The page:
Today will see an important event for the GBP/USD, which is the Bank of England's announcement of its monetary policy decisions. The currency pair recovered to the 1.3690 resistance level as of this writing, after falling to the 1.3605 support level before the US Federal Reserve announced that it reduced its purchases.
While inflation is accelerating above the Bank of England's 2% target, crucial figures showing how the end of the furlough program has affected the job market won't be available until November 16, 12 days after the central bank's announcement Thursday noon in London. BoE officials will not see the Office for National Statistics survey, due out early Thursday, which will show what happened to an estimated one million workers on furlough when the program closed. The government figures for the last month of the program, which were also published on Thursday, come in very late as well.
However, the MPC said in September that a key question for its decision was "how the economy will adjust to the furlough shutdown; the effect of any change in unemployment; Continuing any difficulties in reconciling jobs and workers.” The lack of clarity in the labor market is one reason why economists are divided over whether the British central bank will raise interest rates this week. An ongoing labor supply shortage will further put pressure on wages, which the Bank of England will struggle to dismiss as "temporary".
Markets are betting 15 basis points higher to counter inflation that could hit 5%, guided by the absence of any real rollback from Governor Andrew Bailey. The Bank of England's latest forecast was that unemployment peaked in the winter at 4.75%, below the balance sheet office's forecast of 5.25%. This suggests that unless the BoE turns pessimistic about employment in the near term, the case for an impending interest rate hike remains.
On another sentimental note for the pound, tensions between the EU and UK continue to provide some background noise, but the main risk to the pound is a complete fall between the two sides. Such an outcome may be motivated by the failure to reach a new agreement on the Northern Ireland Protocol - the element of the Brexit deal that covers Northern Ireland's unique location that includes both the EU and the UK.
Reports released in the middle of the week show that the UK is seeking new legal advice to support a potential change to the protocol. According to the Financial Times, the UK government is seeking to appoint new external legal advisors in preparation for a possible reform of the protocol. The move to find new legal advice will fuel the expectations that ministers are prepared to use.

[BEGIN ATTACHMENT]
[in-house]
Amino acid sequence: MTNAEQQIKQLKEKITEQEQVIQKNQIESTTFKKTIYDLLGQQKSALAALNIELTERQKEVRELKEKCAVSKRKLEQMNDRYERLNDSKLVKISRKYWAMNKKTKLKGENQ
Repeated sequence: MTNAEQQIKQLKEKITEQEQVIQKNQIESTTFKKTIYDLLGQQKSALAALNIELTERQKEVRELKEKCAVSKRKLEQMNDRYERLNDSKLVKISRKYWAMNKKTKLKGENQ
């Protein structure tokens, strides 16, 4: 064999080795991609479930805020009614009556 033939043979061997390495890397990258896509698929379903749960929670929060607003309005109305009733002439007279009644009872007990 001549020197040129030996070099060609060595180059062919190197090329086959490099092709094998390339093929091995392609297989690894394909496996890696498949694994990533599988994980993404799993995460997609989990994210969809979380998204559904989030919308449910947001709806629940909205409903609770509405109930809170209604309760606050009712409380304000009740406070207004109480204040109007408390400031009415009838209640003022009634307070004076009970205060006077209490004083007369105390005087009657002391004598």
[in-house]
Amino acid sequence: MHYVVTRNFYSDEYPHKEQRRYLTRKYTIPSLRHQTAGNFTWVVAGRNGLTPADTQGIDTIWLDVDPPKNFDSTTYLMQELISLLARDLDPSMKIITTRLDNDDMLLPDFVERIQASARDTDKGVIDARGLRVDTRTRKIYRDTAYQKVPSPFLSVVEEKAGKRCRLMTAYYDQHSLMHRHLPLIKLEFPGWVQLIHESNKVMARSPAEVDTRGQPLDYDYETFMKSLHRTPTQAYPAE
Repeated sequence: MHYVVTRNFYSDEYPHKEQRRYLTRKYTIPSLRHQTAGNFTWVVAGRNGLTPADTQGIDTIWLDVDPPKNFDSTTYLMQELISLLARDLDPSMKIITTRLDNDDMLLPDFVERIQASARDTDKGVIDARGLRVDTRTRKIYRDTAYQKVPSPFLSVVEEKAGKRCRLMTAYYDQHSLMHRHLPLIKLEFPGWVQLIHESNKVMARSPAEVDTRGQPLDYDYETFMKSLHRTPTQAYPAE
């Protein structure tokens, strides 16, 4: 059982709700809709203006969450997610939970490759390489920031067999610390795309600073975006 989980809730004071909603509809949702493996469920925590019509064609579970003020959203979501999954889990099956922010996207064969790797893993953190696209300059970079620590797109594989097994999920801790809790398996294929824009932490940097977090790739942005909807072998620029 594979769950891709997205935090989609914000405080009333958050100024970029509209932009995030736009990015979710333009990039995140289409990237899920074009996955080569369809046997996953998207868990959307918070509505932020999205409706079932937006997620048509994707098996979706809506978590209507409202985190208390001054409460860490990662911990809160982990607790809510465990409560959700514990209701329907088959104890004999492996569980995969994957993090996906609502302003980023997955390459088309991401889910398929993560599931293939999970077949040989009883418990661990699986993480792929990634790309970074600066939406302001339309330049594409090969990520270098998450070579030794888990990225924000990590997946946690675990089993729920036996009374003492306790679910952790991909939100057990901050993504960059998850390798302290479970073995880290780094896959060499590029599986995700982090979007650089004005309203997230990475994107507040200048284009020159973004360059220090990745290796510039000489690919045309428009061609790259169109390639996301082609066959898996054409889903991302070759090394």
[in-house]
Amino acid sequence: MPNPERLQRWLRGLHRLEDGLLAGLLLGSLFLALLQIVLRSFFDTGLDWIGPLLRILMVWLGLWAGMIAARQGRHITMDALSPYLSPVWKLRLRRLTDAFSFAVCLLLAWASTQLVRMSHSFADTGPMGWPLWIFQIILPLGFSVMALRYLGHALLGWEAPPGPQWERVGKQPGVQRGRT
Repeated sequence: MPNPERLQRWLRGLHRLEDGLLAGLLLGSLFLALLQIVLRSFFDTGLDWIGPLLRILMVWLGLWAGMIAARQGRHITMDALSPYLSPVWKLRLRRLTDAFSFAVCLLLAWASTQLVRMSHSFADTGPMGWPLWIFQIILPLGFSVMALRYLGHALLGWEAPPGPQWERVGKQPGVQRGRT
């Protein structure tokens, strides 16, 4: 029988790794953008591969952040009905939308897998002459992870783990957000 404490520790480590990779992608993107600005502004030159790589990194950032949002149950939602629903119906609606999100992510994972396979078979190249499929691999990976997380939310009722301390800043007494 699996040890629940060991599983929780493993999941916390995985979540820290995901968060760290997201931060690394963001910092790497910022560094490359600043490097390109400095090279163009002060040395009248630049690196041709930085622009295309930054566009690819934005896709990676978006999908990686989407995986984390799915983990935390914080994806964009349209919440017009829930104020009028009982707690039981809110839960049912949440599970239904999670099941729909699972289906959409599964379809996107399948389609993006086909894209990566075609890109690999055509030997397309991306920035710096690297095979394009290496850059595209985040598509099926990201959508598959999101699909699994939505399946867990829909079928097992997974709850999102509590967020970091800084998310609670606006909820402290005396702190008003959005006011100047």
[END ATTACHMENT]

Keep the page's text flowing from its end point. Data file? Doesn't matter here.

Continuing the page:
The Article 16 Protection Mechanism for trying to fundamentally rework the deal, which has soured relations between the EU and the UK since it came into force last January. This would be a negative result for sterling if the EU retaliates by increasing trade frictions between the two sides. The Financial Times reported that the government was looking for new legal advisors to enable Suila Braverman, Britain's attorney general, to provide legal opinions in support of the government's plans.
The report adds that the move was instigated by concerns that current outside advisers would not be willing to support the government's plans to use Article 16 as a backdoor to rewriting the deal. And there is little evidence that political risks are weighing on the pound, as was the case before the UK's exit from the European Union. In fact, much of the 2021 introductions can be attributed to the completion of some exits removing the buildup of uncertainty.
The risk, of course, is that this risk grows to such an extent that it affects the behavior of investors and asks for a new discount from sterling.
Despite the halt in losses, the GBP/USD currency pair is still under bearish pressure and broke the 1.3560 support. The Bank of England may disappoint the bulls today. On the other hand, if there are strong signs of tightening the policy as soon as possible, I do not rule out a move towards the 1.4000 psychological resistance this week, if this is similar with what the Fed announced yesterday.